We have a busy schedule ahead: September sees the completion of a catalogue of recent acquisitions which will be published later this month; in October we are excited to be exhibiting at the second edition of TEFAF New York. During November and December we will be mounting an exhibition in New York and then back in London in collaboration with Marcus Flacks entitled Parallel Lines, the idea is to bring together British landscape drawings and contemporary Chinese works.
We will be discussing some of our recent discoveries and acquisitions in our news section over the coming weeks. Sculpture in both a British and wider European context is a particular interest and one of the most interesting and beautiful objects in our new catalogue will be a relief of Venus and Cupid by the German neo-classical sculptor Johann Valentin Sonnenschein.
Sonnenschein was an early mentor of the sculptor, Johann Heinrich von Dannecker, and despite his work featuring prominently in the 2003 exhibition Playing with Fire: European Terracotta Models 1740-1840 held at the Metropolitan Museum of Art, New York, Louvre, Paris and Nationalmuseum, Stockholm, there are few examples of his work outside German or Swiss collections. Technically highly skilled, our relief is an early work, but it displays the theatricality which is such a feature of his mature sculptural groups.
In 1761 Sonnenschein began training in his native city of Stuttgart as a stuccoist under Luigi Bossi, before entering the Karlsschule in Stuttgart, where he studied with Friedrich Wilhelm Bayer. Under the patronage of Karl Eugen, Duke of Württemberg, he decorated Schloss Solitude near Stuttgart; he became a member of the Ludwigsburg Kunstakademie in 1772. After moving to Switzerland, Sonnenschein made large-scale busts, amongst them that of Jonann Konrad Heidegger, the mayor of Zurich (1778, bronze; Zurich, Schweizerisches Landesmuseum), as well as small-scale portraits in terracotta, including Susanna Rosina Kupfer (1798; Zurich, Schweizerisches Landesmuseum). He is, however, best known for his small terracotta genre scenes. Having served as a modeller for the Ludwigsburg Porcelain Factory earlier in his career, the artist later worked in the same capacity for the Zurich Faience and Porcelain Factory in Kilchberg-Schooren. He also taught at the newly founded Kunstschule in Bern from 1779 to 1815.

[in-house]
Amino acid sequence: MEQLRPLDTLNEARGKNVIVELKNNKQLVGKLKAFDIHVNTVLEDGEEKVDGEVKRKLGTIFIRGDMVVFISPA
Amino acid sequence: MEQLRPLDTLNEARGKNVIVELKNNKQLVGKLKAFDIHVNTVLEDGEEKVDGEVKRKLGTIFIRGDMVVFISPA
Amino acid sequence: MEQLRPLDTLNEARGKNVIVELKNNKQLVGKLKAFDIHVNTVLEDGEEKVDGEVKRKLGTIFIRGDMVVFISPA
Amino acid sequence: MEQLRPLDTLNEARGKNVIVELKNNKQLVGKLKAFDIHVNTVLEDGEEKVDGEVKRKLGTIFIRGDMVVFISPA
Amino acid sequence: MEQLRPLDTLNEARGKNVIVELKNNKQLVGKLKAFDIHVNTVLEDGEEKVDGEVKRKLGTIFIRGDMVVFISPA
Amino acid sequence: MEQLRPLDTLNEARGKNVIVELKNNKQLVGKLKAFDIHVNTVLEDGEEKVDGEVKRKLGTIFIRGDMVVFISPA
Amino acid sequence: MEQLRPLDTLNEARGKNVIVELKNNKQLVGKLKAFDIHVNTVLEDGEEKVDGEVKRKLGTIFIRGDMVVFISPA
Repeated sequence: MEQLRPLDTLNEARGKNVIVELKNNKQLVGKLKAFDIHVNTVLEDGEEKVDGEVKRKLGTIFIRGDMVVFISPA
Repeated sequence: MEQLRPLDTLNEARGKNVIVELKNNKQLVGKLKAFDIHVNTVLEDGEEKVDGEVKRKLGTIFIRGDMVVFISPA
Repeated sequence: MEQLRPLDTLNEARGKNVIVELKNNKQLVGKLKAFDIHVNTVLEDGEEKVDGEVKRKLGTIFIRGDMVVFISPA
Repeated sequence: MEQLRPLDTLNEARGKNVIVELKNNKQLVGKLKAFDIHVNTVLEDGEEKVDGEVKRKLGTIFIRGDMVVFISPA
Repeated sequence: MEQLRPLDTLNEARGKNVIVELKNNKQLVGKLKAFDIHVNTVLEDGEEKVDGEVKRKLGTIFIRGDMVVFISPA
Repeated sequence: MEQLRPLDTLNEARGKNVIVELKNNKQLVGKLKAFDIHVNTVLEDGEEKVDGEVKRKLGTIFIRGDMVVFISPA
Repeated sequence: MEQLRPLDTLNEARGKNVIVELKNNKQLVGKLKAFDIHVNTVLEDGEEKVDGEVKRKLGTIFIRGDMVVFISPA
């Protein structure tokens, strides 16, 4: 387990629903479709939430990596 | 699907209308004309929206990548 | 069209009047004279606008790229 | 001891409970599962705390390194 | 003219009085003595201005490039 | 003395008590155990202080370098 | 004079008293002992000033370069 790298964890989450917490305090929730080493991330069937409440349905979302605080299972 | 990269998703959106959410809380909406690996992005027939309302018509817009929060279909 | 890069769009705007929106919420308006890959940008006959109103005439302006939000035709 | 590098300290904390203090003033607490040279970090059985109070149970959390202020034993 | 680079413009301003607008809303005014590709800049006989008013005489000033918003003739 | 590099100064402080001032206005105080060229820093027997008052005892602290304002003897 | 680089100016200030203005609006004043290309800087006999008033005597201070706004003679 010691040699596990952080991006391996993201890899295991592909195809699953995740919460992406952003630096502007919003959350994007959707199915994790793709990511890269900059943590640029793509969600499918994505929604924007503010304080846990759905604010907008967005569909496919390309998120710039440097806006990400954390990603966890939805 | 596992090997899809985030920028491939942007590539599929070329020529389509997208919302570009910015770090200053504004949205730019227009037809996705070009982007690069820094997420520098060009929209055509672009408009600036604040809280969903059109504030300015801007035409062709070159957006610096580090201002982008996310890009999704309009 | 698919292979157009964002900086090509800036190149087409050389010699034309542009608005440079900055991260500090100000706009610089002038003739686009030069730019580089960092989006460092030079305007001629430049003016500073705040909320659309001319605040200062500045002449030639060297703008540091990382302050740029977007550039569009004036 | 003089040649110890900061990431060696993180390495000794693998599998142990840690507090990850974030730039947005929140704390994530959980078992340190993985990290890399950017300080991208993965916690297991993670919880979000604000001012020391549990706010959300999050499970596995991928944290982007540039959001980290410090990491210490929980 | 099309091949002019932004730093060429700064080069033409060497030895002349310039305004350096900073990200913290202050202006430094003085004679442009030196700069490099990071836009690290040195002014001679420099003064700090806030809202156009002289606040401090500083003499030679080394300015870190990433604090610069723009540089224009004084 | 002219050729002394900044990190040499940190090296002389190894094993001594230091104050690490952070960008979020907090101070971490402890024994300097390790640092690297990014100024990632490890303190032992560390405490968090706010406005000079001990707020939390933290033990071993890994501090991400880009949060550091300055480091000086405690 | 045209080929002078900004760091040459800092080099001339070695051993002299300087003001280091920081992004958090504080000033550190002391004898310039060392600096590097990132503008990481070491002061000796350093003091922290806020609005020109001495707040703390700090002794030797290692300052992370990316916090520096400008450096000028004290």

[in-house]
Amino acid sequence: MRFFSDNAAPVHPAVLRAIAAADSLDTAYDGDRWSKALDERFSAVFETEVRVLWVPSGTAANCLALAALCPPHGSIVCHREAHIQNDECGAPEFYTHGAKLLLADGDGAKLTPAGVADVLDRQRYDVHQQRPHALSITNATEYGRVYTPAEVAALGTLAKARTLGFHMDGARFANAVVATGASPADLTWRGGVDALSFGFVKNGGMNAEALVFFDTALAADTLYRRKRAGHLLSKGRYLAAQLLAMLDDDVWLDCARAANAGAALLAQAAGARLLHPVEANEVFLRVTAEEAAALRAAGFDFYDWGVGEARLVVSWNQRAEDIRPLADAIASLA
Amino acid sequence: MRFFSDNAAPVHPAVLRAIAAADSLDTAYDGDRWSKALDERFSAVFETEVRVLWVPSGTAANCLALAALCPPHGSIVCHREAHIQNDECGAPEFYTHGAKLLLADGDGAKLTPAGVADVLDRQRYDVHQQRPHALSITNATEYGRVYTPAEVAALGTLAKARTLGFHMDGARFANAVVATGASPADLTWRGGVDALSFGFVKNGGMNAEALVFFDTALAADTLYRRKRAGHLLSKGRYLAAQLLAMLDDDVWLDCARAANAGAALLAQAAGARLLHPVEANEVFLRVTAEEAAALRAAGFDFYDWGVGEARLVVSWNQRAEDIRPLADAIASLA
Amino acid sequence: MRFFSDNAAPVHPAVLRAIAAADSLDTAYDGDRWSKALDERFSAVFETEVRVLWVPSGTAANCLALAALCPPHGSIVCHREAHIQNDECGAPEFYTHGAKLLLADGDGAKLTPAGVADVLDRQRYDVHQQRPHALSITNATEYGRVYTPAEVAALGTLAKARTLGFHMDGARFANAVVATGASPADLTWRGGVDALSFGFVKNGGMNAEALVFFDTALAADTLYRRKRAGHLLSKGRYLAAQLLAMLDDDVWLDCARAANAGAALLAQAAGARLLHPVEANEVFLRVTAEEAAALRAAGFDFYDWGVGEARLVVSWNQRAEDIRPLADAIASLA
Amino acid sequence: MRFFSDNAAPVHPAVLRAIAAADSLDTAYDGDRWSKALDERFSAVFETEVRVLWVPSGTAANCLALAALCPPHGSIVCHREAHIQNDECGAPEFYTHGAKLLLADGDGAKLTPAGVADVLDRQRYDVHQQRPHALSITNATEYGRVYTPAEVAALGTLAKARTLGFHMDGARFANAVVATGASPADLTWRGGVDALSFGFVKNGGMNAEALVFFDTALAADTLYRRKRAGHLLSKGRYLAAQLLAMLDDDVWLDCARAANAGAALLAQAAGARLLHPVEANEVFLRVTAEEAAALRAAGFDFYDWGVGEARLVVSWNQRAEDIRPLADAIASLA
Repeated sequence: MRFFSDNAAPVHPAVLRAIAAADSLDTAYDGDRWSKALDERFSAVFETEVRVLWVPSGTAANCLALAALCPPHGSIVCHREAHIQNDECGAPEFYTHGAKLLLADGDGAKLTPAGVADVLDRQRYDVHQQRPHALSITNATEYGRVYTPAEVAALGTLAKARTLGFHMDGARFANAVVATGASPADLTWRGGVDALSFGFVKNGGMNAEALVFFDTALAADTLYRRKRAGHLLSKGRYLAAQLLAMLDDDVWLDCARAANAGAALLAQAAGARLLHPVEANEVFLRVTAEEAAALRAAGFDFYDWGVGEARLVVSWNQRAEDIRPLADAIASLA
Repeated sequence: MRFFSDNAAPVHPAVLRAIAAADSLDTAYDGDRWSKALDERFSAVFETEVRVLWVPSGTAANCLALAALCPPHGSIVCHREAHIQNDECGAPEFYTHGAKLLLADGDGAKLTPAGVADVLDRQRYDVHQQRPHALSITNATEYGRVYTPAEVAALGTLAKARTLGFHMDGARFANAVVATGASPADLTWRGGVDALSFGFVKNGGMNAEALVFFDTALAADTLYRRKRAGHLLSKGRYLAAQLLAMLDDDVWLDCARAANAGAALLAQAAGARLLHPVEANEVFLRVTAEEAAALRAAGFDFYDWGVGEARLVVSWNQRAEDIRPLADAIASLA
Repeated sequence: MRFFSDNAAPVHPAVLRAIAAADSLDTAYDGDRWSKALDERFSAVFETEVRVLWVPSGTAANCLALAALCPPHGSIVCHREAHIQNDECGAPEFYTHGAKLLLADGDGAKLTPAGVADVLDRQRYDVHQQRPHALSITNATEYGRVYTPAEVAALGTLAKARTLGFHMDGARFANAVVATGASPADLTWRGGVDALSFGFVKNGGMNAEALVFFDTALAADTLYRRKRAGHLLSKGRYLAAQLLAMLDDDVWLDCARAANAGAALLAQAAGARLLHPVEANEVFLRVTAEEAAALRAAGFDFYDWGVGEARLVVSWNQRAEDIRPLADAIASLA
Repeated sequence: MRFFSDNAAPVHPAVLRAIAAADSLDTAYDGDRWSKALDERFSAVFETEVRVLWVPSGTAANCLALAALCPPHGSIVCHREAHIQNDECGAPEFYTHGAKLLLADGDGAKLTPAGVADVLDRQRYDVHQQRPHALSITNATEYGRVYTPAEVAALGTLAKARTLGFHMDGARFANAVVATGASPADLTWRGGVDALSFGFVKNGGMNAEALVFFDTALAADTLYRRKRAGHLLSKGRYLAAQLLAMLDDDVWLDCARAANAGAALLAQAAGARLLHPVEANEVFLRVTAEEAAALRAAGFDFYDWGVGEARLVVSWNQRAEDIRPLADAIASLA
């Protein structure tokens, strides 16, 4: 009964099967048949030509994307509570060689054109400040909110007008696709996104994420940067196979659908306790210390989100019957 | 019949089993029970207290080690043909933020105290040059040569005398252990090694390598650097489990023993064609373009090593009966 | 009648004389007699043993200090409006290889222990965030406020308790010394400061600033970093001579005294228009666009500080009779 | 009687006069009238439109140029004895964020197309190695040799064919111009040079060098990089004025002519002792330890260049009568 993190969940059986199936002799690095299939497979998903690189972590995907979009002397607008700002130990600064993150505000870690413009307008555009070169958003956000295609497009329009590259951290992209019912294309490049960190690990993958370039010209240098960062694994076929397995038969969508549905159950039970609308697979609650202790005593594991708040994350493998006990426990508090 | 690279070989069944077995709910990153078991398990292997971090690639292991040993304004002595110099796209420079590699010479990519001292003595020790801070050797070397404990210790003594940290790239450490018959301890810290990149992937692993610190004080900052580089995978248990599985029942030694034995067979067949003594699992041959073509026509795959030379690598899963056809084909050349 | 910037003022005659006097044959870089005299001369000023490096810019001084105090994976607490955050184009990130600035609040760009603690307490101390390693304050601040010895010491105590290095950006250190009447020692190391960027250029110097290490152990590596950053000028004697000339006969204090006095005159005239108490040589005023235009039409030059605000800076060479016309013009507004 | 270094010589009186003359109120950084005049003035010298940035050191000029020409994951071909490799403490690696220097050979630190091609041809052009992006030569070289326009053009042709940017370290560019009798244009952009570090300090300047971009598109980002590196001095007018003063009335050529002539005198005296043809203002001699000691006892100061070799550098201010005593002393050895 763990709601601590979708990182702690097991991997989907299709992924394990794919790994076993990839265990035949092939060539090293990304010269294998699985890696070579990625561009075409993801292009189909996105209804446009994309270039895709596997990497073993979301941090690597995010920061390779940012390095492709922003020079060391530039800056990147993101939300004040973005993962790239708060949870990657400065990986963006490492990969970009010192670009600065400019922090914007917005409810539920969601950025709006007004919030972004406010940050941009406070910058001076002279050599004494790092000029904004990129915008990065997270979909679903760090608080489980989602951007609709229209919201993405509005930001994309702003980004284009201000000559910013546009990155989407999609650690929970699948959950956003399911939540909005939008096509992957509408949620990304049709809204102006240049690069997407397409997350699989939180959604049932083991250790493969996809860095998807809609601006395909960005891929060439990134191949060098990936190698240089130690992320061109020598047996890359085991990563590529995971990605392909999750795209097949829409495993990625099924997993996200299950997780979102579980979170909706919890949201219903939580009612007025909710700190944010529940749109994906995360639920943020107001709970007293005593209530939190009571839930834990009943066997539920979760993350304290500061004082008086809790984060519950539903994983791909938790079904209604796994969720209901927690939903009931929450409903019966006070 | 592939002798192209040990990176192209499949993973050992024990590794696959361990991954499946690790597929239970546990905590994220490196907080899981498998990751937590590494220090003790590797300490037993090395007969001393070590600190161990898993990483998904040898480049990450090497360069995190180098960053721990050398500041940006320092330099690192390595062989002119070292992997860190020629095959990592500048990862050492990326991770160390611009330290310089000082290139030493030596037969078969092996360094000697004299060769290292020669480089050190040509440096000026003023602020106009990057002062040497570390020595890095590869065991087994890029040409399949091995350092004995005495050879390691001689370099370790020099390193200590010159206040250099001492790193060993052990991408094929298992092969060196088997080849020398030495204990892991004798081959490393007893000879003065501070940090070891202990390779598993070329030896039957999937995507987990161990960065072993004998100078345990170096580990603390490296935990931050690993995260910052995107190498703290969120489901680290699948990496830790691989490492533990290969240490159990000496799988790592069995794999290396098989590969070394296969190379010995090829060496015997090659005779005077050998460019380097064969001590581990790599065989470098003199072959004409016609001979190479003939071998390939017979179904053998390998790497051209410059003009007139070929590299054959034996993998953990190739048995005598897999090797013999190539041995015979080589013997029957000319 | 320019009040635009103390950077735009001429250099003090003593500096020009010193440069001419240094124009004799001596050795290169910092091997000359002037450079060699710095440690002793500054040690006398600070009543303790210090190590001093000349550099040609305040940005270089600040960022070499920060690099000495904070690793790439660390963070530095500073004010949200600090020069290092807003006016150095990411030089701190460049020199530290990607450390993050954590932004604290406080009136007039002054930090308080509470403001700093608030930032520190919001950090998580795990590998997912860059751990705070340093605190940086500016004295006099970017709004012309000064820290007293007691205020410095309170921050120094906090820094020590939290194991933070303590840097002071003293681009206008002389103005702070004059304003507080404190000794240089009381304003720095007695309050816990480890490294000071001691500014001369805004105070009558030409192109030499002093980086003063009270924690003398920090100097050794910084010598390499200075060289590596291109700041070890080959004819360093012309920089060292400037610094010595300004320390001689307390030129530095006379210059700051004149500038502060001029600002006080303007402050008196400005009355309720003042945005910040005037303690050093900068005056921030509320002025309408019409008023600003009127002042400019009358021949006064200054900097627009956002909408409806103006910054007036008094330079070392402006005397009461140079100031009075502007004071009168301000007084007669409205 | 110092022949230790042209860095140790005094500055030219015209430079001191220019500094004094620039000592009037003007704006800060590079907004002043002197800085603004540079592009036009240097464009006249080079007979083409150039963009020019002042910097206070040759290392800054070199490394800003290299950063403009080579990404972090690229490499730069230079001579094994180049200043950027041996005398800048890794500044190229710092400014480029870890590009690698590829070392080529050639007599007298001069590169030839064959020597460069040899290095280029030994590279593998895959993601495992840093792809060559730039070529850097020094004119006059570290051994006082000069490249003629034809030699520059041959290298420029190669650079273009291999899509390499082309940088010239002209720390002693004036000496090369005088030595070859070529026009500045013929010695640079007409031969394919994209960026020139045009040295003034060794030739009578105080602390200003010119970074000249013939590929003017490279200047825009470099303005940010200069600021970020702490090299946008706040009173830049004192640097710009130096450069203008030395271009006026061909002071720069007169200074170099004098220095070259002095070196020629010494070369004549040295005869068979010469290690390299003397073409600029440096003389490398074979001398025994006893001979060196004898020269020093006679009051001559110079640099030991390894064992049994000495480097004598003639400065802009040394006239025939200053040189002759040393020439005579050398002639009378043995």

In his most impressive works, such as the spectacular Memorial for Ludwig Rudolf von Jenner (1806) in the Historisches Museum, Basel, Sonnenschein crystallises the tenebrous qualities of the sublime pushing his neoclassical figures into compositions of romantic emotion. This relief of Venus and Cupid dates from earlier in his career. Made in Zurich in 1780, the terracotta plaque retains the qualities of Rococo sensuousness which he must have learnt whilst working as a stuccoist in Stuttgart. The composition shows Venus recumbent on her bed, her body twisted to kiss her son, Cupid; in the background two putti are shown on a bed of clouds, holding an arrow (the traditional symbol of Cupid) and a garland. Sonnenschein models Venus with a sense of latent eroticism both in her contorted pose - legs opened, with one foot on the ground, the other bent behind her – and viewpoint. Sonnenschein depicts Venus from a slightly elevated position, allowing the viewer to look down on her naked form. The basic composition seems to have been based on a sixteenth-century Italian model, possibly after a print of the same subject.
As Burkard von Roda has pointed out, Sonnenschein is an exceptional technician in terracotta. The relief is modelled throughout with remarkable delicacy and freedom. Texture is everywhere exploited: from the crisp, intricate folds of the sheets, to the tassel and fringe of the canopy to Venus’s richly worked hair. Sonnenschein exploits the rilievo schiacciato with incised lines suggesting the continuation of the canopy, vase and volume of clouds.